Do we know ours?
Well, of mud we are
And to mud we shall return.
You, spartina, are the grass
From which flesh could learn.
And let it be said,
By the living and of the dead:
We’ve made our mark upon the mud,
You in lovely green,
Man in red blood.

twv, August 3, 2004

Spartina is a grass that is invasive in the Willapa Bay, near where I live. The federal government has spent millions trying to eradicate it, since it turns oyster beds in the intertidal areas into raised grasslands. Since writing this poem — oh, so long ago — I learned that the federal government spent millions planting the grass on the shores of the Potomac. And Chinese have been using it to reclaim land for a very long time. twv

The Atlantic, once an indispensable magazine, first went completely Trump Derangement Syndrome, and of course now carries water for the Pandemic Panic Totalitarians. Here is an email I just got from the ’zine:

COVID-19 deaths are on the rise once again. We debrief why that’s not at all surprising—and three other things we learned while covering the outbreak in recent days.
Four Things We Learned(SHUTTERSTOCK; PAUL SPELLA / THE ATLANTIC)

1. There is no mystery in the number of Americans dying of COVID-19This summer surge in deaths was entirely predictable by looking honestly at the case and hospitalization data that preceded it, Alexis C. Madrigal explains.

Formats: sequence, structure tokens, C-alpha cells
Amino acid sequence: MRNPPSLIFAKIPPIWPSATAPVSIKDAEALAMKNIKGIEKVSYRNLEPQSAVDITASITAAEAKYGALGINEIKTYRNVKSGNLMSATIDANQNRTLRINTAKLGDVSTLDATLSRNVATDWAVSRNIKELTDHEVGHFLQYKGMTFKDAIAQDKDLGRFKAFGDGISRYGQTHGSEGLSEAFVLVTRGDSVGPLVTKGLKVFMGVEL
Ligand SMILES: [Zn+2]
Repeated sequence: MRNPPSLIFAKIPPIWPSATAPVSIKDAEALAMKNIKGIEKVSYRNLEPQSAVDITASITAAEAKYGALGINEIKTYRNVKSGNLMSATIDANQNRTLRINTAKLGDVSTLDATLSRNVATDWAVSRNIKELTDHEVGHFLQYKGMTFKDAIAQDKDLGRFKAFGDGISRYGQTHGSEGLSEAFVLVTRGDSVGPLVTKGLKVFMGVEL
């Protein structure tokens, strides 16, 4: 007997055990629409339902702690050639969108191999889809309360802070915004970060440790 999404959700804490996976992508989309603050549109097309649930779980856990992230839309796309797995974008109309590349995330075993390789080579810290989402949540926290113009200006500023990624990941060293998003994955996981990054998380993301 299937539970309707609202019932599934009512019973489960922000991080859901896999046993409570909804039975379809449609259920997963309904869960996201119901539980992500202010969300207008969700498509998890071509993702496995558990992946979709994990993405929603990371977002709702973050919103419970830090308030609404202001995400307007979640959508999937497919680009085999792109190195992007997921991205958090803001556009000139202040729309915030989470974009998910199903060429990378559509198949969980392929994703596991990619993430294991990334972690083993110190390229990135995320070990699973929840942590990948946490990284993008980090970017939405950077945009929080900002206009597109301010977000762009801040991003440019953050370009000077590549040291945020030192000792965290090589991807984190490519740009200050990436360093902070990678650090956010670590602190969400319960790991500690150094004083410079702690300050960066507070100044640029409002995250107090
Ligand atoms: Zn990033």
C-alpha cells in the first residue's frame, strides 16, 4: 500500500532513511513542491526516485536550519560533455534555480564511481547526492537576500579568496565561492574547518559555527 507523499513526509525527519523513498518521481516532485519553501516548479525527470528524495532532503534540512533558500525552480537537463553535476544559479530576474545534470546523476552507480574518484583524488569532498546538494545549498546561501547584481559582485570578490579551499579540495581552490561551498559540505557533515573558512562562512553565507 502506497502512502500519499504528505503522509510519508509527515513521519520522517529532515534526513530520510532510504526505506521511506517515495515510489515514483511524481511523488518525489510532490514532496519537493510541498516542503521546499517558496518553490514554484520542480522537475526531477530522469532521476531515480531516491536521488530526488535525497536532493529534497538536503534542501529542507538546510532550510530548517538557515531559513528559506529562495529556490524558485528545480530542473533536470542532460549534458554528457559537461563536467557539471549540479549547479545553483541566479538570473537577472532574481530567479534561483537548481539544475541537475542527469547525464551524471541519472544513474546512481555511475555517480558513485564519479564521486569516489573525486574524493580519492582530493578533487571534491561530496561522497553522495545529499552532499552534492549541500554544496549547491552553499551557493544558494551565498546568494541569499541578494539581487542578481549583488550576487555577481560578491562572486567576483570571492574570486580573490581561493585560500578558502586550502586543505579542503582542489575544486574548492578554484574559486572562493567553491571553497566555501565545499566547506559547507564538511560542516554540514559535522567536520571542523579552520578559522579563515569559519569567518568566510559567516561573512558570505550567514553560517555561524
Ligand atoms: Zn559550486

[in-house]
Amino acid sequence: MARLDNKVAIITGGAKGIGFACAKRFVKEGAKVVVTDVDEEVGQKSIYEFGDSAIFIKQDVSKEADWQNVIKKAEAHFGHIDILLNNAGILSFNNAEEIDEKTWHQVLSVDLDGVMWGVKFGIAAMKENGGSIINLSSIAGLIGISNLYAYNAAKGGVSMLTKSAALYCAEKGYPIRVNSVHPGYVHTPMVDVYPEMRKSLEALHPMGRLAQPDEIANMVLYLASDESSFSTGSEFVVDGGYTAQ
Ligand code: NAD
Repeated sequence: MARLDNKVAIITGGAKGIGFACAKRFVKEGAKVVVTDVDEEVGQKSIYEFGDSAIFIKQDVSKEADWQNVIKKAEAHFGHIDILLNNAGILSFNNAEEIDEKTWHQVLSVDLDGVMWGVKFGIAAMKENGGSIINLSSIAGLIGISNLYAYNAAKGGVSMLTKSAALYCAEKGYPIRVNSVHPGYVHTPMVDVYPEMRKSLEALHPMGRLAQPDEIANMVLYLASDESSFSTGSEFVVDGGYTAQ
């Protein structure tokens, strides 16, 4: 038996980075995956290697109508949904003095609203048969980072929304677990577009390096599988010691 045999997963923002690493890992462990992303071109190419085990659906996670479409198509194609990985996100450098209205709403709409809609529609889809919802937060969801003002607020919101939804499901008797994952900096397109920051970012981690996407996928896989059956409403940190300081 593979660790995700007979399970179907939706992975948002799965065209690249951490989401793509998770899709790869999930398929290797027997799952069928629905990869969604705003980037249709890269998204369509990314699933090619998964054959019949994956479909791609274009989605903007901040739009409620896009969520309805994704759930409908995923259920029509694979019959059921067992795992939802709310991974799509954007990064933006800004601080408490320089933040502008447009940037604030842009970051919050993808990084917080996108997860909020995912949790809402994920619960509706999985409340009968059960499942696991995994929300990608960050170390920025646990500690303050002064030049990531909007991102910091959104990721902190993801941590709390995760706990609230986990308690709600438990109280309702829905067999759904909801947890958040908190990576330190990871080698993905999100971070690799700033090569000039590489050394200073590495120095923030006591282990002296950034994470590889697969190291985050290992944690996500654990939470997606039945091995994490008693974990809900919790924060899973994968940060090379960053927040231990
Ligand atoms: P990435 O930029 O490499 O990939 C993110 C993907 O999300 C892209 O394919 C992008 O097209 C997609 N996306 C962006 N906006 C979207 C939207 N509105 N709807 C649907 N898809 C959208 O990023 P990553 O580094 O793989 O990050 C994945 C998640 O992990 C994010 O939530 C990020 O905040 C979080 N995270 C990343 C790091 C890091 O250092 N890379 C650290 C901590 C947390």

2. America needs to prepare for a double pandemicThis is what keeps our Science reporter Ed Yong up at night. “If America could underperform so badly against one rapidly spreading virus,” he asks, “how would it fare against two?”

3. We talked to Anthony Fauci. He called efforts by the White House to discredit him “bizarre.” But no, he hasn’t thought about resigning. “I just want to do my job,” he told our reporters. “I’m really good at it.”

4. The pandemic will force some to face their cognitive dissonance“When the facts clash with their preexisting convictions, some people would sooner jeopardize their health and everyone else’s than accept new information or admit to being wrong,” two social psychologists write.
It goes on from there, but you get the idea.

Aldous Huxley (July 26, 1894 – November 22, 1963)

In any cause, the best or the most atrocious, zeal is always intoxicating. A world without zeal would be a world deprived of many simple but savage pleasures: but at least half its present excuses for interfering and bullying would have been taken away from it.